Short-duration power dissipation in MOSFET/SCR

Discussion in 'General Electronics Chat' started by Veracohr, Jan 28, 2013.

  1. Veracohr

    Thread Starter Distinguished Member

    Jan 3, 2011
    I'm trying to choose a MOSFET or SCR to use as a switch to discharge a capacitor for a relaxation oscillator. I've got a question regarding the power dissipation requirements.

    In the simulation I'm doing (just for testing this specific concern, not a full design), I get a peak power dissipation of about 1.4W. The full discharge phase is about 5μs but only about 2μs of that are above 700mW.

    Not all datasheets show the same information, but some of them show higher max values for current and power over short durations. For instance, NTR4170N gives these ratings:

    - .48W (steady state)
    - .82W (t<30s)
    - 1.25W (t<10s)
    - Continuous drain current 3.9A (t<10s)
    - Pulsed drain current 8A (t=10μs)

    And 2N6027 gives this:

    - 300mW (only Pd rating given)
    - DC forward anode current 150mA
    - Repetitive peak forward current 2A (20μs pulse width)
    - Non-repetitive peak forward current 5A (10μs pulse width)

    Clearly these things can handle more current and/or power at the shorter time periods I'm aiming for, but the datasheets don't ever seem to give both current and power capability in the same time range. In the first example above, I assume it can handle even more power at 10μs than it can at 10s, but it doesn't say. And if I take the maximum power and maximum pulsed current ratings, I get a voltage of 156mV. I assume they're typically operated at higher Vds than that and thus the 10μs power capability should be higher. In the second I assume it can handle more than 300mW over shorter times, but it only gives the one rating.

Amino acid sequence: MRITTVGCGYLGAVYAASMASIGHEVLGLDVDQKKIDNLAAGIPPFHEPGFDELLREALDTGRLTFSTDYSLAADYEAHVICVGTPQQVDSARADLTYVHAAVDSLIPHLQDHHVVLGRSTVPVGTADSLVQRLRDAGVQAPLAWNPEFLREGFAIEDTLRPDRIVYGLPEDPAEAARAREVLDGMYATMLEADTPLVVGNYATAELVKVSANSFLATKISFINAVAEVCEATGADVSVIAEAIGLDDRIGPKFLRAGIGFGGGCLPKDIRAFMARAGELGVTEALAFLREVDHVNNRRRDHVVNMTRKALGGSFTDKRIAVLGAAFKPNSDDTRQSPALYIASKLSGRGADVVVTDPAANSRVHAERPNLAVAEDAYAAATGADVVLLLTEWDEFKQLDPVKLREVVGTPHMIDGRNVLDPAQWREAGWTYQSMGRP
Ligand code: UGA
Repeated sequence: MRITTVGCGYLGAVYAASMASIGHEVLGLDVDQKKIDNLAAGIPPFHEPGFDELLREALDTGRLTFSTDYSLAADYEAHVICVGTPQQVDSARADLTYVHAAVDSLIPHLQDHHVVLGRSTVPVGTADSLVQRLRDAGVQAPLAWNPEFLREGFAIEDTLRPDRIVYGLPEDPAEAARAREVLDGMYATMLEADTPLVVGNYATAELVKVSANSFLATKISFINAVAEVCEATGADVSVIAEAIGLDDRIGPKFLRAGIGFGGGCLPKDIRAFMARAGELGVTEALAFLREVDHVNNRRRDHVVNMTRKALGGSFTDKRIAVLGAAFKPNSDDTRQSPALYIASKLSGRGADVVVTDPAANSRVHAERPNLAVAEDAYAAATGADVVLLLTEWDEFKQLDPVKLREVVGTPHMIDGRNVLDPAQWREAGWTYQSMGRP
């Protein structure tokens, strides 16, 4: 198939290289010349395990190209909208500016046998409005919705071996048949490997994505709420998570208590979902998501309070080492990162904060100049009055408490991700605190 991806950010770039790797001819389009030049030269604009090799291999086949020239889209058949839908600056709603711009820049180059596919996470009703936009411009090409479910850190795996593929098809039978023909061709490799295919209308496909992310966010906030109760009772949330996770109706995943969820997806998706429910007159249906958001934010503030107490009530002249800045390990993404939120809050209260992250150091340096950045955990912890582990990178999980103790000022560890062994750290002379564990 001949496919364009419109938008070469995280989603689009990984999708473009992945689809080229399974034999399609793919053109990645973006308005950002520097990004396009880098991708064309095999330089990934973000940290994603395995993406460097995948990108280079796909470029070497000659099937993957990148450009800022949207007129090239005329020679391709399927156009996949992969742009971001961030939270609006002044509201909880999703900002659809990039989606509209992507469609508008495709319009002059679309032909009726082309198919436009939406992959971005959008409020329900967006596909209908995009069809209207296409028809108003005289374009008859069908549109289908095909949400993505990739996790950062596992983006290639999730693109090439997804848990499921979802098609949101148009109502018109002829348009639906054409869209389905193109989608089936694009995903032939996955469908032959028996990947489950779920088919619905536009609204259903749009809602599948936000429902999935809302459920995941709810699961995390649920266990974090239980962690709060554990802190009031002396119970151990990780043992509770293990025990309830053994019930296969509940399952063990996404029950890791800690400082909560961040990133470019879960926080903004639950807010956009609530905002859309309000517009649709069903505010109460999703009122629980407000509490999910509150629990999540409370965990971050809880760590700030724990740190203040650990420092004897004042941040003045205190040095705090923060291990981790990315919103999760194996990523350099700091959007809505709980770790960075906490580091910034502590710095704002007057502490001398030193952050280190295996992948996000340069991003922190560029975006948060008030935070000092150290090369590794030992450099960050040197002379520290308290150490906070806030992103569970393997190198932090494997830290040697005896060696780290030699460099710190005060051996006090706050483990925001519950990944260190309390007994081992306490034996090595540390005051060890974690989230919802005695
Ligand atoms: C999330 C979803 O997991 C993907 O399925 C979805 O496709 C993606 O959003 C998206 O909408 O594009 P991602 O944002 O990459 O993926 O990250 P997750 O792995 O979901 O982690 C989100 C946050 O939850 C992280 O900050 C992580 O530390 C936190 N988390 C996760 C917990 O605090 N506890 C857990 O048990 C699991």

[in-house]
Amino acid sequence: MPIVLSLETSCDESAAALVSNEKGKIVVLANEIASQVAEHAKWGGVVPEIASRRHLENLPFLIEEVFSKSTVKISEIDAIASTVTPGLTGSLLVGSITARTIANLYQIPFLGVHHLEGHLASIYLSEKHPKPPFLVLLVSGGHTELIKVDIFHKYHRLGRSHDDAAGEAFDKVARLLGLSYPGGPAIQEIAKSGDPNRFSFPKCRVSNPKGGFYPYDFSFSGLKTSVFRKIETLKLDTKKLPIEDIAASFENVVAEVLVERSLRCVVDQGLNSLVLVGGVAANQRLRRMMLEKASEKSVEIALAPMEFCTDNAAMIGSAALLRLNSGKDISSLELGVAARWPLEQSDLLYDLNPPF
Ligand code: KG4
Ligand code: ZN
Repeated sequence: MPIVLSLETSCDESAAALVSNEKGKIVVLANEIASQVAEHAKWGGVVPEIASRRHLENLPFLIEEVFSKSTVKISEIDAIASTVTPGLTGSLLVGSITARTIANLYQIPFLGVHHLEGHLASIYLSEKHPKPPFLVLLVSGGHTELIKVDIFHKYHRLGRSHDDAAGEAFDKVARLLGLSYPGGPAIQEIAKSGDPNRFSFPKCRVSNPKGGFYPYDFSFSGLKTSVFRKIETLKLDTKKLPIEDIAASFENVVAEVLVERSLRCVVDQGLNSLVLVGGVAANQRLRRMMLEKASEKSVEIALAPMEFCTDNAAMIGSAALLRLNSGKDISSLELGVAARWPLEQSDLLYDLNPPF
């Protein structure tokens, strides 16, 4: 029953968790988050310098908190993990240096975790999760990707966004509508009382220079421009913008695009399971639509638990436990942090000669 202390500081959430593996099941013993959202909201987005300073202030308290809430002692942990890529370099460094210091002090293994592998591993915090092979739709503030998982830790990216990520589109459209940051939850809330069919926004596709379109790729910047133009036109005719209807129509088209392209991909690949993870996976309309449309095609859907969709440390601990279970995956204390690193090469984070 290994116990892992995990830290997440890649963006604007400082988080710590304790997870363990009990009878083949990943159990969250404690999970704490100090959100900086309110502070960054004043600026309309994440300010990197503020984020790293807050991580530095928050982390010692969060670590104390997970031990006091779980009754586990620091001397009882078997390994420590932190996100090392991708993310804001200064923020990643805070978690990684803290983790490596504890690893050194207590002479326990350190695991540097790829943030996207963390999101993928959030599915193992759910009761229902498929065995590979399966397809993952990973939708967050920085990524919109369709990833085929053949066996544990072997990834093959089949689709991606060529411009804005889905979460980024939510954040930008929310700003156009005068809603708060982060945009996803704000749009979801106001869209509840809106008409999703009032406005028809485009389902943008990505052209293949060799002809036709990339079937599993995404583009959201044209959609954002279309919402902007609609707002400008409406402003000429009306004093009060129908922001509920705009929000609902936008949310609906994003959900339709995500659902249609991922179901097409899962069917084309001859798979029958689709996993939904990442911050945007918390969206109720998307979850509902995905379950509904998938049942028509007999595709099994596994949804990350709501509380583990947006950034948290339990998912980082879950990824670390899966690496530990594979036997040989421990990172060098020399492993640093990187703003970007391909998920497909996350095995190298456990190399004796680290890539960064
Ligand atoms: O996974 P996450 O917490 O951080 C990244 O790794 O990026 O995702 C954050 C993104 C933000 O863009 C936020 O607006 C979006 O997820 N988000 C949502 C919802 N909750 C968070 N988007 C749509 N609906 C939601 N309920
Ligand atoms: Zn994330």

How would I go about choosing one?
  2. kubeek


    Sep 20, 2005
    I´d say everything depends on the lenth of the off period and the total energy dissipated during the on period. Then the size of the transistor and it´s thermal capacity could tell you if it will survive or not.
  3. crutschow


    Mar 14, 2008
    If you multiply the pulse current times the maximum ON resistance of the transistor at that current, then you will have an estimate of the pulse power it can handle.
  4. Veracohr

    Thread Starter Distinguished Member

    Jan 3, 2011
    Oh yeah, sometimes I forget power is a time-referenced measurement. So if I have a roughly triangle shaped pulse of 4.5μs that peaks at 1.5W (calculated as Vds*Id), I get a total power of 3.375μW? That sounds awfully low. The off period would be 235μs-36ms.

    Not I^2 * Ron?